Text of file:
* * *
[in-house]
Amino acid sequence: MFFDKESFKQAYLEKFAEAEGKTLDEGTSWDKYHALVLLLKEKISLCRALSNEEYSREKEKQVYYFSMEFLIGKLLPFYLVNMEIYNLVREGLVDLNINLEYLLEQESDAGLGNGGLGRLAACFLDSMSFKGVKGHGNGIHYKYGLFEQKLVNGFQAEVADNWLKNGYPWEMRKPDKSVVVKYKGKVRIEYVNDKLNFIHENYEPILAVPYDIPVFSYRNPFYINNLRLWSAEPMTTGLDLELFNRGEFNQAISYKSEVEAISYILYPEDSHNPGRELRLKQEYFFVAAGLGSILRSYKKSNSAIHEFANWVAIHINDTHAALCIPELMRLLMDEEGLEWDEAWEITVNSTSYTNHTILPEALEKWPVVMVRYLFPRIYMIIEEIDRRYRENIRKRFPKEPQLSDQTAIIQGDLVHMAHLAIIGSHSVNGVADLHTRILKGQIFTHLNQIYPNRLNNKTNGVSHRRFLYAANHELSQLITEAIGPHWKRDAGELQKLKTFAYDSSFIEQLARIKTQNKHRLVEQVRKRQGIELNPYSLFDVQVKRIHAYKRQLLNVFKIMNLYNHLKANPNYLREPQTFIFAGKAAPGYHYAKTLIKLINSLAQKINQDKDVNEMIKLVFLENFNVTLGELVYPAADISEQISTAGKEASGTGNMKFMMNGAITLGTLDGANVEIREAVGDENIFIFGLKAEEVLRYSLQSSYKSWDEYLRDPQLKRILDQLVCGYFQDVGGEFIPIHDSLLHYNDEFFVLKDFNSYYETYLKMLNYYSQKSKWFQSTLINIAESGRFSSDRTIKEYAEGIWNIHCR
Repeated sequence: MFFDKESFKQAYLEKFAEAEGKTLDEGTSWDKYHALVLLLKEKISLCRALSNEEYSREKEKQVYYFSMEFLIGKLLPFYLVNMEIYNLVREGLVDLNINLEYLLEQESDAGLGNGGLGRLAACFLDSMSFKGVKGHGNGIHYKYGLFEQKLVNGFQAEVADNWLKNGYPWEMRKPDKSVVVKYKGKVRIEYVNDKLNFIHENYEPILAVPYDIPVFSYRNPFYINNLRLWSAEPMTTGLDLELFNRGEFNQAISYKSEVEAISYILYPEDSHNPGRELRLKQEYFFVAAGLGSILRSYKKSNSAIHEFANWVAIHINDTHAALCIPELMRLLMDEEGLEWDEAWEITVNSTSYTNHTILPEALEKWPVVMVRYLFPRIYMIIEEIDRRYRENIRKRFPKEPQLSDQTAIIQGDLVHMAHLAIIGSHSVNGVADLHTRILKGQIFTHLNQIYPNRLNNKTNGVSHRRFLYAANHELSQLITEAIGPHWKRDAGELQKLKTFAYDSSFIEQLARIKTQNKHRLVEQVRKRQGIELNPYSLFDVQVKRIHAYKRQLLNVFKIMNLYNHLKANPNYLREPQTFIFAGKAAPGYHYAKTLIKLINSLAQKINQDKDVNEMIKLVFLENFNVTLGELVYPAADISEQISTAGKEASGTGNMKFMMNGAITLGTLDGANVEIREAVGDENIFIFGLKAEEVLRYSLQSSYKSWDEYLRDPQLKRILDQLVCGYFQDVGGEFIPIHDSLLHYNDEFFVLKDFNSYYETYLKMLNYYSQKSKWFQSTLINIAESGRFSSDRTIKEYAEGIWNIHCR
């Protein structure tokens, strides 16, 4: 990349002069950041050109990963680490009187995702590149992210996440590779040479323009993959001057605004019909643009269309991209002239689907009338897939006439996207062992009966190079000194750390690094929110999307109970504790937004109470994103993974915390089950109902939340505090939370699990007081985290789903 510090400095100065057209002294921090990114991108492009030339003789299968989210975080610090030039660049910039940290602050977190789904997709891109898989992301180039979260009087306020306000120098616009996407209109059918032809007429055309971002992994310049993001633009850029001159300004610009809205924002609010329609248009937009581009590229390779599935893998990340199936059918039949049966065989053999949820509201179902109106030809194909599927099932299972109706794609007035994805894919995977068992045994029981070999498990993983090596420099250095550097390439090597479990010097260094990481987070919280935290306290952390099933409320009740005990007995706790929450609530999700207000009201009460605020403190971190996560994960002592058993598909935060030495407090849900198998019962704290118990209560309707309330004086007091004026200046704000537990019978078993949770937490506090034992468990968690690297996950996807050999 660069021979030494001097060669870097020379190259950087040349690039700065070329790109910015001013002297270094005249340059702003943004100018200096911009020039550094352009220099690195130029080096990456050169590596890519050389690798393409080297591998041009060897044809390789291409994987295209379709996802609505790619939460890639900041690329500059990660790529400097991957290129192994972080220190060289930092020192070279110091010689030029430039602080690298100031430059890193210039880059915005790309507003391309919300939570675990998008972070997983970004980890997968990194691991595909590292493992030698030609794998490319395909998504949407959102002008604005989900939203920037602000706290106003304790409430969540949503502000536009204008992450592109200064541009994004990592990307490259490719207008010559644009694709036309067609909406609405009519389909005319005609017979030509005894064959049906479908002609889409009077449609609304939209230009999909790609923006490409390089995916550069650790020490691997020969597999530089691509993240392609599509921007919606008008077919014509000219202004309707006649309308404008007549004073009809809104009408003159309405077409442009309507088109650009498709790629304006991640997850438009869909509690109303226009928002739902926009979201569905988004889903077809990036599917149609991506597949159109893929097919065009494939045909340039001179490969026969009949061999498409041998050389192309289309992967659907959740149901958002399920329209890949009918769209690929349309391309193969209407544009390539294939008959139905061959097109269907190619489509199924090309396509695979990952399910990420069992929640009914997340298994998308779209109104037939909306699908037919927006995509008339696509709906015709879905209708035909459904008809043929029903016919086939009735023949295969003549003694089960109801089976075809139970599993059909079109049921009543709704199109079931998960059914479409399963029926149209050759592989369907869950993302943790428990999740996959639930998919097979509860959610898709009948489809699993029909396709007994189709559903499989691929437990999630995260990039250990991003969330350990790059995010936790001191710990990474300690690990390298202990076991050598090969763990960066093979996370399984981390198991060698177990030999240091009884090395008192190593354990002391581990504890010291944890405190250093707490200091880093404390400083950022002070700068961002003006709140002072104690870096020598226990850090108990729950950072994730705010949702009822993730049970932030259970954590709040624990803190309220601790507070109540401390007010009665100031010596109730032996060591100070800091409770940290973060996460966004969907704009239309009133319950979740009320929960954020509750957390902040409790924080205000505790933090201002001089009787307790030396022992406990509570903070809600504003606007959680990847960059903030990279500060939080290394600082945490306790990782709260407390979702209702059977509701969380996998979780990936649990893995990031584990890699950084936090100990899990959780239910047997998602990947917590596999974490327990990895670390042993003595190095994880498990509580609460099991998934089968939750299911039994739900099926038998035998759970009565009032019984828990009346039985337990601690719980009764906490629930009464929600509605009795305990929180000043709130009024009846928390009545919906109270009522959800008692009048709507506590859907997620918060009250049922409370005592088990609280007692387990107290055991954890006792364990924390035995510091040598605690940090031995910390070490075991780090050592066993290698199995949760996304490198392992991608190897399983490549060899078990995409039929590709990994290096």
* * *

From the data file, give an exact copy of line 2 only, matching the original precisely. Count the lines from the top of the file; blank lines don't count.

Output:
Amino acid sequence: MFFDKESFKQAYLEKFAEAEGKTLDEGTSWDKYHALVLLLKEKISLCRALSNEEYSREKEKQVYYFSMEFLIGKLLPFYLVNMEIYNLVREGLVDLNINLEYLLEQESDAGLGNGGLGRLAACFLDSMSFKGVKGHGNGIHYKYGLFEQKLVNGFQAEVADNWLKNGYPWEMRKPDKSVVVKYKGKVRIEYVNDKLNFIHENYEPILAVPYDIPVFSYRNPFYINNLRLWSAEPMTTGLDLELFNRGEFNQAISYKSEVEAISYILYPEDSHNPGRELRLKQEYFFVAAGLGSILRSYKKSNSAIHEFANWVAIHINDTHAALCIPELMRLLMDEEGLEWDEAWEITVNSTSYTNHTILPEALEKWPVVMVRYLFPRIYMIIEEIDRRYRENIRKRFPKEPQLSDQTAIIQGDLVHMAHLAIIGSHSVNGVADLHTRILKGQIFTHLNQIYPNRLNNKTNGVSHRRFLYAANHELSQLITEAIGPHWKRDAGELQKLKTFAYDSSFIEQLARIKTQNKHRLVEQVRKRQGIELNPYSLFDVQVKRIHAYKRQLLNVFKIMNLYNHLKANPNYLREPQTFIFAGKAAPGYHYAKTLIKLINSLAQKINQDKDVNEMIKLVFLENFNVTLGELVYPAADISEQISTAGKEASGTGNMKFMMNGAITLGTLDGANVEIREAVGDENIFIFGLKAEEVLRYSLQSSYKSWDEYLRDPQLKRILDQLVCGYFQDVGGEFIPIHDSLLHYNDEFFVLKDFNSYYETYLKMLNYYSQKSKWFQSTLINIAESGRFSSDRTIKEYAEGIWNIHCR